Dmitry Karlovets, а TSU physicist, mathematically proved that twisted particles retain an unusual quantum state and exhibit wave properties when reaching high speeds, while ordinary particles do not exhibit wave properties. These calculations, in an experiment at a modern collider, could lead to a new trend at the intersection of particle physics, accelerator physics, and quantum optics. An article about the study was published in the New Journal of Physics.
Electrons, neutrons, photons, and other elementary particles can, under some conditions, exhibit the properties of waves, and under others, can exhibit the properties of particles. This phenomenon is called wave-particle duality. Under normal conditions, an electron exhibits wave properties only at low energies. So as a particle it can be considered only at high energies. However, relatively recently, physicists have learned to twist electrons and neutrons, from which their characteristics change dramatically.
In the state of a wave, when an electron moves, its charge is uniformly smeared over a certain area, which is called the wavefront. Twisted elementary particles are those in which the wavefront is similar to the screw of a meat grinder - that is, it rotates around the axis of the direction of their movement. Until now, scientists have been able to create such unusual quantum states of particles only with electron microscopes at moderate energies. Nevertheless, even this made it possible to significantly improve the quality of the analysis of the magnetic properties of nanomaterials and opened up new possibilities for atomic spectroscopy and electron microscopy with a resolution of tenths of nanometers.
Dmitry Karlovets, Doctor of Physical and Mathematical Sciences, senior researcher at the TSU Laboratory of Theoretical and Mathematical Physics, theoretically proved the fundamental possibility of creating twisted particles at high energies using accelerators. He described the processes occurring with them using computer modeling and methods of mathematical physics.
- The technical difficulty is that these particles must first be twisted and then accelerated to high energies. The question arose whether their unusual quantum state is preserved under such acceleration.? It turned out that if the beam is accelerated and focused by standard methods that are used in accelerators, the twisted state turns out to be stable, and the particles do not lose their wave properties, - said Dmitry Karlovets.If these ideas are realized in an experiment, it will help to create beams of twisted particles with enormous energy: hundreds and even thousands of times more than now, and not only light electrons, but also heavy protons, ions, and so on. This could give physicists new tools for analyzing the structure of compound particles - hadrons, atoms, and ions. In particular, twisted electrons with high energies would help to study the spin of a proton - one of the modern mysteries of high-energy physics, since the large orbital moment of such an electron will enhance the interaction with the spin of the proton and the angular moment of its constituent particles.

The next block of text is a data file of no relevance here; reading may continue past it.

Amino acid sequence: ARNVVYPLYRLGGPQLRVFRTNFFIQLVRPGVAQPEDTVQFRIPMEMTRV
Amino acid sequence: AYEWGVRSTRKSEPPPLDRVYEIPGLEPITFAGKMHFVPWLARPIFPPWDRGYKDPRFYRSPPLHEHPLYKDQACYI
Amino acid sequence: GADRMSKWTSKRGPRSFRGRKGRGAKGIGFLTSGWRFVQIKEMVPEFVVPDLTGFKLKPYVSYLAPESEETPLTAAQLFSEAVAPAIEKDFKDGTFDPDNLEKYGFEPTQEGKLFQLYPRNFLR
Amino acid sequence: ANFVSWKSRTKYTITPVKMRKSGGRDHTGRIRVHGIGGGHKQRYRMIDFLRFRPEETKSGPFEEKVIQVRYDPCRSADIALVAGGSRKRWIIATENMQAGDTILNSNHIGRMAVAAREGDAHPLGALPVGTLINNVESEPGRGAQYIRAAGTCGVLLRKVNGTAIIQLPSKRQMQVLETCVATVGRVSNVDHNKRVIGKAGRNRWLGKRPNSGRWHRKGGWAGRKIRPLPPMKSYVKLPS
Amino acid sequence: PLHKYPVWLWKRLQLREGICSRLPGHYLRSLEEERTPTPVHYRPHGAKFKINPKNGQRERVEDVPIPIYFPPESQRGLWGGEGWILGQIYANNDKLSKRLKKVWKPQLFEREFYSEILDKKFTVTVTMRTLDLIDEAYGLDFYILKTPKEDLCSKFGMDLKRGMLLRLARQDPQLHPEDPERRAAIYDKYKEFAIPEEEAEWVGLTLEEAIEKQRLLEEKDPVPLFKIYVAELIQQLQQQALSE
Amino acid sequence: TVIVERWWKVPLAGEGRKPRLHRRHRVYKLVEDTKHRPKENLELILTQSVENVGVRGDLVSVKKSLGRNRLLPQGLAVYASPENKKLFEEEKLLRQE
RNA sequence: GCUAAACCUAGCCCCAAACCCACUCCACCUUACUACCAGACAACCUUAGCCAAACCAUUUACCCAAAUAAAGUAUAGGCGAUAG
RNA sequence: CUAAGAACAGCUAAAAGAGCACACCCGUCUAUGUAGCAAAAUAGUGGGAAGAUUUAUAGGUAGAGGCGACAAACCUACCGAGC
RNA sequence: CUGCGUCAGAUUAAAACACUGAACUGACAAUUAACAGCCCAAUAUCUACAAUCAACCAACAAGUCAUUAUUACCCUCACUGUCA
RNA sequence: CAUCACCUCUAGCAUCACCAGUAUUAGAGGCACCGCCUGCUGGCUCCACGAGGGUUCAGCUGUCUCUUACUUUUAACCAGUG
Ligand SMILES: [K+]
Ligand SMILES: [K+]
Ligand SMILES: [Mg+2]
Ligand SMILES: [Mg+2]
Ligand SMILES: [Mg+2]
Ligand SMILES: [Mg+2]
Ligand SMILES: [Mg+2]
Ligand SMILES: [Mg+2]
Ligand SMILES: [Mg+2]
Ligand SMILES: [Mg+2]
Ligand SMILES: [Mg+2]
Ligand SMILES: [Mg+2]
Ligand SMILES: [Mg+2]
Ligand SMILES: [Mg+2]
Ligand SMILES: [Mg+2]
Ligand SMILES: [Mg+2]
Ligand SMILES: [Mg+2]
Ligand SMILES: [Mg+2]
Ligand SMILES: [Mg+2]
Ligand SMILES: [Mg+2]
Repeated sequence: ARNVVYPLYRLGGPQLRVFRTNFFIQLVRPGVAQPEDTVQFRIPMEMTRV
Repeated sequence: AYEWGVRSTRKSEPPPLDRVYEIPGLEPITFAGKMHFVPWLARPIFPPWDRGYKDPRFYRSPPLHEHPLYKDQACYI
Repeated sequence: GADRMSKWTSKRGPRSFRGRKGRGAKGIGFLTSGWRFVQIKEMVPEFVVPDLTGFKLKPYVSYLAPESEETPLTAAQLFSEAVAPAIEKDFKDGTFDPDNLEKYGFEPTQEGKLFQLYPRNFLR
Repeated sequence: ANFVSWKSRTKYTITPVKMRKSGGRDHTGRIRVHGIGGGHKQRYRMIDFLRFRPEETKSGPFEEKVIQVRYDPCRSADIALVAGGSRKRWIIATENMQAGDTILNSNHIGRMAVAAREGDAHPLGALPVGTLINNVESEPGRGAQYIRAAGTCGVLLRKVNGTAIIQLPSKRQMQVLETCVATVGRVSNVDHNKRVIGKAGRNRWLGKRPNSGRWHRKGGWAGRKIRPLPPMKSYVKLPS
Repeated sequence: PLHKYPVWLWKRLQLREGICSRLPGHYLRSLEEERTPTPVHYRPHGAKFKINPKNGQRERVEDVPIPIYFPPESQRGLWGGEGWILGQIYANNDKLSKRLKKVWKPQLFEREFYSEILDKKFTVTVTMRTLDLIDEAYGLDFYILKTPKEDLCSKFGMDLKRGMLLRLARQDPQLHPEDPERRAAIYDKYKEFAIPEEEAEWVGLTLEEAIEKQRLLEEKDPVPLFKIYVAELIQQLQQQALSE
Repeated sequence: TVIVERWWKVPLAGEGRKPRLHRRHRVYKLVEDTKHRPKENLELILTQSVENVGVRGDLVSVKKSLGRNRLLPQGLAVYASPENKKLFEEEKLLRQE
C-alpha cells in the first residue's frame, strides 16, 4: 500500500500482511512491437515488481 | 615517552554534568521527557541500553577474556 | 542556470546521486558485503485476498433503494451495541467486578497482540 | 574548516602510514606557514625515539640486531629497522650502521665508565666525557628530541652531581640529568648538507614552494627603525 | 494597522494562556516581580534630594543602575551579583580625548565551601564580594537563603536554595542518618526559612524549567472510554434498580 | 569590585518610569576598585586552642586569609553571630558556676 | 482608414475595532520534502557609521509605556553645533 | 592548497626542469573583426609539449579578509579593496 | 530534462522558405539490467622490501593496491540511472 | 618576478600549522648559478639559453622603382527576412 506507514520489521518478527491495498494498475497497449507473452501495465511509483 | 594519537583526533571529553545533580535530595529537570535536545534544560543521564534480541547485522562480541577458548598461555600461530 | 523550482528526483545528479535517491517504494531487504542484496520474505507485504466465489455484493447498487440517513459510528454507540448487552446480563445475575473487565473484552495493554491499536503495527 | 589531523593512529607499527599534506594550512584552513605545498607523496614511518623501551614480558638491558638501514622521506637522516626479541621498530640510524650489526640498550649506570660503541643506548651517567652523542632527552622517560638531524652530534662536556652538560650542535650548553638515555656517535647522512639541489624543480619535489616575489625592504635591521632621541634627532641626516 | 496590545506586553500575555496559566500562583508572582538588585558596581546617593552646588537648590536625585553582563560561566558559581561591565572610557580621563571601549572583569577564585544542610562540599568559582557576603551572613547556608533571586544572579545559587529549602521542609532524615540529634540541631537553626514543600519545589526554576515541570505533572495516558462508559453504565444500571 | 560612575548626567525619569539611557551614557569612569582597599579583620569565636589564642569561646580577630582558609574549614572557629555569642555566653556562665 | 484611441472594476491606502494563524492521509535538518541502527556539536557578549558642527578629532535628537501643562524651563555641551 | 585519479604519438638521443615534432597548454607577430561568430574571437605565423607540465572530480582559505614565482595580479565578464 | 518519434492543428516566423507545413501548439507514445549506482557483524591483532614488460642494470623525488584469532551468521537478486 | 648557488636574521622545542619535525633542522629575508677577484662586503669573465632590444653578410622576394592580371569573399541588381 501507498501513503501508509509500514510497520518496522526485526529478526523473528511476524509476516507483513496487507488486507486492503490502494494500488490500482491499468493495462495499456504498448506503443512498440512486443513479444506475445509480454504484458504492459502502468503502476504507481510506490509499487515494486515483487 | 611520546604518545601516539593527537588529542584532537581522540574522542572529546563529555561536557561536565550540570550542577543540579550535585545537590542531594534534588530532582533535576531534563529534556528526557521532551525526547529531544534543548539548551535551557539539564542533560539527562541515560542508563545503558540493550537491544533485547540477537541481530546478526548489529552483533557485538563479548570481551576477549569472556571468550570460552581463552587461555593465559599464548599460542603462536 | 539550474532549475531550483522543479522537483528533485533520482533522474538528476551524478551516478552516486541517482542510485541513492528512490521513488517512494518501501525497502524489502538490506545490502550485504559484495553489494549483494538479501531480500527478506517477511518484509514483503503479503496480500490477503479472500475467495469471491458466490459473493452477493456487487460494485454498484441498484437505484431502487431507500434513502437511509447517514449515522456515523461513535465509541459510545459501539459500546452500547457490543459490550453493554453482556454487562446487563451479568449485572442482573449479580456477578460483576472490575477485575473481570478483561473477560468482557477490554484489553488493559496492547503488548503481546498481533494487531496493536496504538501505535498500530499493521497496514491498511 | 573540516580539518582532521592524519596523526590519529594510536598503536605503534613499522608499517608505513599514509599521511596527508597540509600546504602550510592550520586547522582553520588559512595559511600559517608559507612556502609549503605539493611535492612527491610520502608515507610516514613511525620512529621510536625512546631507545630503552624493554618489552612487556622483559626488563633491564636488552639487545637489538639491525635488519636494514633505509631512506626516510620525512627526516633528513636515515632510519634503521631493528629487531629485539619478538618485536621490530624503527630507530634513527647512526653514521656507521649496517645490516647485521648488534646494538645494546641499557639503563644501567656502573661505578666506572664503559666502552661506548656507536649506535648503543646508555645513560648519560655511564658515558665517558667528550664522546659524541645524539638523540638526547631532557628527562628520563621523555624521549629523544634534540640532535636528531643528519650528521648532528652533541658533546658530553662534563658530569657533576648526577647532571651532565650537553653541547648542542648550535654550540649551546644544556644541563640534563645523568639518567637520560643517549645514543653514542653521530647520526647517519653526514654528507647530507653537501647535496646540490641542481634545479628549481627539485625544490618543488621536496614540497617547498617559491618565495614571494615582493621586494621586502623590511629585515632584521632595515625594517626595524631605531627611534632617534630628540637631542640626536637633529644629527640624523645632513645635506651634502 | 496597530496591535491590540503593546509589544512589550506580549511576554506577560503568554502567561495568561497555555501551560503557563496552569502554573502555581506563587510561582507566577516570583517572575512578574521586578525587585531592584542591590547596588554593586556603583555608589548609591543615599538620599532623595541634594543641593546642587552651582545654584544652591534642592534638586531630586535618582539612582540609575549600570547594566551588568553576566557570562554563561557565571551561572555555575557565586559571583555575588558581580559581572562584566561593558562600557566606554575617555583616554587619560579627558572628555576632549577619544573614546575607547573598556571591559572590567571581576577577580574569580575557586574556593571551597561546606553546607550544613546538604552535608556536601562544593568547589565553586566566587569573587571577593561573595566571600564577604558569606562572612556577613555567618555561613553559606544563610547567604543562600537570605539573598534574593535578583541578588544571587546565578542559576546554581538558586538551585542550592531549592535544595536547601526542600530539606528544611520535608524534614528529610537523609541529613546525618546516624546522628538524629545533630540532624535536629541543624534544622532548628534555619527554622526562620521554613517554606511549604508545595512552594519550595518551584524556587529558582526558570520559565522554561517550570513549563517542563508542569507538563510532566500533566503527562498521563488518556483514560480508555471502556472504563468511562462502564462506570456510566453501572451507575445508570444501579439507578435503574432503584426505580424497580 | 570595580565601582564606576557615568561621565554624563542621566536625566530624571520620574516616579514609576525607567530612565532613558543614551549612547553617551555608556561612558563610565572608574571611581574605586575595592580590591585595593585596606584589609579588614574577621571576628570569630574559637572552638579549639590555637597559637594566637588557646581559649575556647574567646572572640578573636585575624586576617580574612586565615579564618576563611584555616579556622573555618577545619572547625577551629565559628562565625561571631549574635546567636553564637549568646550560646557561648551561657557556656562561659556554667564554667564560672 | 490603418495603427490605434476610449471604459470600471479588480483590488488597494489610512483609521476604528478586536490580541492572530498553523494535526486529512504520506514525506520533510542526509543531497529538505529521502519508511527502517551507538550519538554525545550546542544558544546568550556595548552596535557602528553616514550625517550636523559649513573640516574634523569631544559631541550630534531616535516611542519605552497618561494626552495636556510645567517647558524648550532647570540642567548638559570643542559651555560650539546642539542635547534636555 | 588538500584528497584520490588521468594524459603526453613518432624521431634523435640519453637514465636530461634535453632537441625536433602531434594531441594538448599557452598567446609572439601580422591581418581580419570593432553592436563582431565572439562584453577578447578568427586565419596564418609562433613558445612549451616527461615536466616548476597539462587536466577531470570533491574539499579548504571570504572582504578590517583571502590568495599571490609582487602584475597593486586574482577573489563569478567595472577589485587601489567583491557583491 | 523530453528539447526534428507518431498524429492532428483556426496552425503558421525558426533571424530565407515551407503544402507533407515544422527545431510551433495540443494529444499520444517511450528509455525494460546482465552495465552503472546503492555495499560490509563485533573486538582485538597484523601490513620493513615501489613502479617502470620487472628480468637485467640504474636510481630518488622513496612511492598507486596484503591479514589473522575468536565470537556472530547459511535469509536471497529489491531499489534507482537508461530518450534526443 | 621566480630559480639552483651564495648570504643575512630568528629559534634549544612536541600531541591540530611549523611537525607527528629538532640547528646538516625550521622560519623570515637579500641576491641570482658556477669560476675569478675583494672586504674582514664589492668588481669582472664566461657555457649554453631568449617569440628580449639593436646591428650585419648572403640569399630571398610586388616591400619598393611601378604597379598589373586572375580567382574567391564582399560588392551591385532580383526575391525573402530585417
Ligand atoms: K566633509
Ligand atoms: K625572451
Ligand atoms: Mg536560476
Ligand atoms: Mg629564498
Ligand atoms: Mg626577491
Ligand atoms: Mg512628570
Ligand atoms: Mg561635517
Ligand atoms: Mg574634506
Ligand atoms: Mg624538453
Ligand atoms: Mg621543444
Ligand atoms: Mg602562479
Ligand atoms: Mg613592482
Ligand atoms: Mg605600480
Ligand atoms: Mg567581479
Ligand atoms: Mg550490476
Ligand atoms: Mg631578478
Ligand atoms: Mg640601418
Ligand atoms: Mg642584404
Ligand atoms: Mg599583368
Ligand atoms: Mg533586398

- Now, at all accelerators, both small ones of applied value and large ones, including the Large Hadron Collider, particles in certain quantum states are not created for experiments. The beams are formed, focused, accelerated, and then collided with a target or with each other, but they are not specially prepared. My task is to convince the experimenters that the practical application of the proposed scheme can give interesting and very promising results, concluded Dmitry Karlovets.Beams of particles in unusual quantum states can provide new tools for analyzing the properties and structure of matter and the properties of the particles themselves. Until now, experimenters have created classical beams of particles of various shapes, where each particle flew with its energy and in a certain direction. Quantum beams consist of particles, where each particle seems to fly in different directions at the same time. This property makes it possible to create new sources of pairs of so-called entangled particles, which is important both for the development of quantum optical communication technologies and quantum computers.